Although a 5.2% unemployment rate is in line with many estimates of the long run sustainable rate, still very muted wage pressure as unemployment has fallen rapidly to the current rate (6%) suggests that the jobless total might now be able to fall well below 5% before threatening the government’s 2% CPI inflation target. I therefore conclude that the UK will remain far short of full employment for some time yet.

Moreover, even a new record high employment rate would at present occur in a labour market characterised by a relatively high rate of underemployment, a still high youth unemployment rate, an unemployment pool with over 1 in 3 people long-term unemployed, around 2 million economically inactive people expressing a desire for work, and a large segment of the workforce employed in low productivity jobs paid at or close to the National Minimum Wage. This does not constitute a state of ‘full employment’ in any genuine sense of the concept.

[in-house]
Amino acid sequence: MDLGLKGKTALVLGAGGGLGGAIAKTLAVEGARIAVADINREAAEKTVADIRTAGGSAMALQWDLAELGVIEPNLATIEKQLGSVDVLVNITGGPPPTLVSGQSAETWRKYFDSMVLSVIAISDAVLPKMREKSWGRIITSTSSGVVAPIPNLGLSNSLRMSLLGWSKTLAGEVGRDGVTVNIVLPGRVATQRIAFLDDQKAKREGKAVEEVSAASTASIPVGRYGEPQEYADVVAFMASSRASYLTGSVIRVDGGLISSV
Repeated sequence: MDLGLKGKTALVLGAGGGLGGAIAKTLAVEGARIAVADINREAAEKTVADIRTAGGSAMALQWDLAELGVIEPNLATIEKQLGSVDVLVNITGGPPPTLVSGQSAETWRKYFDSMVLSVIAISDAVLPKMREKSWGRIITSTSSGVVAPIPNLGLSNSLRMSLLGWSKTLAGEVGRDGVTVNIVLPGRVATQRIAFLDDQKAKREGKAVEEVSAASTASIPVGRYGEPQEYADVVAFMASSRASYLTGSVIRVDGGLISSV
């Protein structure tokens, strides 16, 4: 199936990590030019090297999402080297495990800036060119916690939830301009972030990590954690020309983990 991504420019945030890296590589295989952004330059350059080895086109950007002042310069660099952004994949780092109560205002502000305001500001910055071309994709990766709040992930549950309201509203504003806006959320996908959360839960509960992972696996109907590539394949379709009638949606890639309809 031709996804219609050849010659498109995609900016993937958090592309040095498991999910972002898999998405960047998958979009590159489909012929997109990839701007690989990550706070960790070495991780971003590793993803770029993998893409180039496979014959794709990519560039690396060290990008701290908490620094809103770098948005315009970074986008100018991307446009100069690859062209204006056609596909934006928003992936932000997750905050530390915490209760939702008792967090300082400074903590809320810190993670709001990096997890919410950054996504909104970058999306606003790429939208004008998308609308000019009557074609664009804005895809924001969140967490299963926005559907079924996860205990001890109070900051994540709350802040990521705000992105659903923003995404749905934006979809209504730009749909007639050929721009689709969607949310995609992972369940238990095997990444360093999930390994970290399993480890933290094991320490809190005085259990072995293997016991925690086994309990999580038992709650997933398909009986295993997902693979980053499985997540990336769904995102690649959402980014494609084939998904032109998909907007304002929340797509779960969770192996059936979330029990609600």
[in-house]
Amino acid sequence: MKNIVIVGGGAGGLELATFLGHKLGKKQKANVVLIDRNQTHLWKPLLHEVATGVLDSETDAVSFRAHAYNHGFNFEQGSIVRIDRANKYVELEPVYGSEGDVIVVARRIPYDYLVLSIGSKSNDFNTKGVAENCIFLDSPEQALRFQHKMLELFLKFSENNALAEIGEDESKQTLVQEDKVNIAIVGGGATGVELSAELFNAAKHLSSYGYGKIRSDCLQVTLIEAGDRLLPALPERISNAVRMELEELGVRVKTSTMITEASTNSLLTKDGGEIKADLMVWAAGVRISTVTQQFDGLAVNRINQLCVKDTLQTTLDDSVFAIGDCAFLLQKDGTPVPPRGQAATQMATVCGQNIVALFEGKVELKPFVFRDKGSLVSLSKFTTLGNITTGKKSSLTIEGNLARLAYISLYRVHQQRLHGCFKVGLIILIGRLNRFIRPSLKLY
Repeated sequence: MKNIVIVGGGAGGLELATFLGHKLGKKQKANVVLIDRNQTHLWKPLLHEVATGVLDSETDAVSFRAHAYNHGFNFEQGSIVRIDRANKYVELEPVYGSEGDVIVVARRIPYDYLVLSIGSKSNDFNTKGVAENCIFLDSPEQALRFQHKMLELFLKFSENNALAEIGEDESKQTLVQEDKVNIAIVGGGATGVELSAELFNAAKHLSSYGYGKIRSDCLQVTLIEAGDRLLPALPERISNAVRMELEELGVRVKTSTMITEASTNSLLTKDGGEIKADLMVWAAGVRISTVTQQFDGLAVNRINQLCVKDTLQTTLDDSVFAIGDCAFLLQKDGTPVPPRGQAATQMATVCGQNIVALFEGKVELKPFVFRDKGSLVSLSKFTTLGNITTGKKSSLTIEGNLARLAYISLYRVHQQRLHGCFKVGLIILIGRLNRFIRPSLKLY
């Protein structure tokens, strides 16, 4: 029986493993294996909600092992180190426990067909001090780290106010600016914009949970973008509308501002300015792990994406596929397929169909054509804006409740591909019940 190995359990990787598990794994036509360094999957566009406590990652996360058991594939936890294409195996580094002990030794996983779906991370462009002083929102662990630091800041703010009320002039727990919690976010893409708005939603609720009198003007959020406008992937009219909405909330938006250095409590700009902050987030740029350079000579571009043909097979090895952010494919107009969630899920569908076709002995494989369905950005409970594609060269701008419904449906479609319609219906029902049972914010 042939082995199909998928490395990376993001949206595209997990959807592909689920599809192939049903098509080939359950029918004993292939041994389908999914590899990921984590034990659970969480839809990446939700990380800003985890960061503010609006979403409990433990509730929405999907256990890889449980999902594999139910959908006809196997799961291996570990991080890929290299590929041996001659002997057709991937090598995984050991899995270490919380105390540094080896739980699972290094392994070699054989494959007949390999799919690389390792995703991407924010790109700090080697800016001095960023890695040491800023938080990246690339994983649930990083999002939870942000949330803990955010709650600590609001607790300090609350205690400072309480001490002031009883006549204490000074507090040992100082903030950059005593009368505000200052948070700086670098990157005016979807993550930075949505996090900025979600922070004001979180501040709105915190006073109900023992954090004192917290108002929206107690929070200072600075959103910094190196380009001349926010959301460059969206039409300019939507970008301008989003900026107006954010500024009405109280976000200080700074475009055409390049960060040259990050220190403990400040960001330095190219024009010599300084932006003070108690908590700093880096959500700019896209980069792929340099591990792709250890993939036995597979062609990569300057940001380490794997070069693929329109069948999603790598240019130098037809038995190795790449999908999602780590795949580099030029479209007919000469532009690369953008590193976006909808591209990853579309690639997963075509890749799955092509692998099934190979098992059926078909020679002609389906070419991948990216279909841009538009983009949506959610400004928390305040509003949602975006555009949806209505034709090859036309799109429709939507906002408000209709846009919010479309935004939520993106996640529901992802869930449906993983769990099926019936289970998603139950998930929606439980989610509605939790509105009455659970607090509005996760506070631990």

On the contrary, what we currently have is a labour intensive UK economy with endemically slow growth in both productivity and pay combined with deeply ingrained pay inequality. This is in other words a Dorian Gray economy, the admired façade of seemingly approaching full employment hiding a far from perfect reality. In an economy where poverty pay and use of zero hours contracts is rife, talk of ‘full employment’ rings hollow. For all the good news on jobs, the focus of policy debate in the coming weeks should be firmly on the reality rather than the façade.